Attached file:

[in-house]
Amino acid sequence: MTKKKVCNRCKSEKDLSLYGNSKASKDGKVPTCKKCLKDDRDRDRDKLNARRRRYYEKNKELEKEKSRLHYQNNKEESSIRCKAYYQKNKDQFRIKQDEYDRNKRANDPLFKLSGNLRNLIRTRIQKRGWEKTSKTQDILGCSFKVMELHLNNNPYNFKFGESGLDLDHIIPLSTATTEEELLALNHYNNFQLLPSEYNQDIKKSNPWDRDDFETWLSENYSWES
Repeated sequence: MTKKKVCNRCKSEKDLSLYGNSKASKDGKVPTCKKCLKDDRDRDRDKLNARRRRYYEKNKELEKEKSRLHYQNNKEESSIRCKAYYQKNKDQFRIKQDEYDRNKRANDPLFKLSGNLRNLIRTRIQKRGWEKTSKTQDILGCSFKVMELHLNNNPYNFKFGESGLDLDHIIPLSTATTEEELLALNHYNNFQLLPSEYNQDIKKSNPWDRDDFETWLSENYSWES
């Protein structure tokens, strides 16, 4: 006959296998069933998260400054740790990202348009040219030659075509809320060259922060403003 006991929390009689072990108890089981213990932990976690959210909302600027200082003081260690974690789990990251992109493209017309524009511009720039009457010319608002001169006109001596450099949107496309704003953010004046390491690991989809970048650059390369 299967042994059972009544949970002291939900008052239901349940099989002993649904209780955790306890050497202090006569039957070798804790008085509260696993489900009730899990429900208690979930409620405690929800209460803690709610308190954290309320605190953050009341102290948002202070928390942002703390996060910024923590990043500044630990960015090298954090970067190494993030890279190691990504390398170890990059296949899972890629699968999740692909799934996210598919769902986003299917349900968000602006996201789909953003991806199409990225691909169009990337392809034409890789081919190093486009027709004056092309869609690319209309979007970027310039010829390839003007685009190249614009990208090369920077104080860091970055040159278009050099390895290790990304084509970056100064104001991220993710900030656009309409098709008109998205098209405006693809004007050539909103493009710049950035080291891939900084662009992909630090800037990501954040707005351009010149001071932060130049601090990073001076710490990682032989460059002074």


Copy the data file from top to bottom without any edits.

[in-house]
Amino acid sequence: MTKKKVCNRCKSEKDLSLYGNSKASKDGKVPTCKKCLKDDRDRDRDKLNARRRRYYEKNKELEKEKSRLHYQNNKEESSIRCKAYYQKNKDQFRIKQDEYDRNKRANDPLFKLSGNLRNLIRTRIQKRGWEKTSKTQDILGCSFKVMELHLNNNPYNFKFGESGLDLDHIIPLSTATTEEELLALNHYNNFQLLPSEYNQDIKKSNPWDRDDFETWLSENYSWES
Repeated sequence: MTKKKVCNRCKSEKDLSLYGNSKASKDGKVPTCKKCLKDDRDRDRDKLNARRRRYYEKNKELEKEKSRLHYQNNKEESSIRCKAYYQKNKDQFRIKQDEYDRNKRANDPLFKLSGNLRNLIRTRIQKRGWEKTSKTQDILGCSFKVMELHLNNNPYNFKFGESGLDLDHIIPLSTATTEEELLALNHYNNFQLLPSEYNQDIKKSNPWDRDDFETWLSENYSWES
């Protein structure tokens, strides 16, 4: 006959296998069933998260400054740790990202348009040219030659075509809320060259922060403003 006991929390009689072990108890089981213990932990976690959210909302600027200082003081260690974690789990990251992109493209017309524009511009720039009457010319608002001169006109001596450099949107496309704003953010004046390491690991989809970048650059390369 299967042994059972009544949970002291939900008052239901349940099989002993649904209780955790306890050497202090006569039957070798804790008085509260696993489900009730899990429900208690979930409620405690929800209460803690709610308190954290309320605190953050009341102290948002202070928390942002703390996060910024923590990043500044630990960015090298954090970067190494993030890279190691990504390398170890990059296949899972890629699968999740692909799934996210598919769902986003299917349900968000602006996201789909953003991806199409990225691909169009990337392809034409890789081919190093486009027709004056092309869609690319209309979007970027310039010829390839003007685009190249614009990208090369920077104080860091970055040159278009050099390895290790990304084509970056100064104001991220993710900030656009309409098709008109998205098209405006693809004007050539909103493009710049950035080291891939900084662009992909630090800037990501954040707005351009010149001071932060130049601090990073001076710490990682032989460059002074």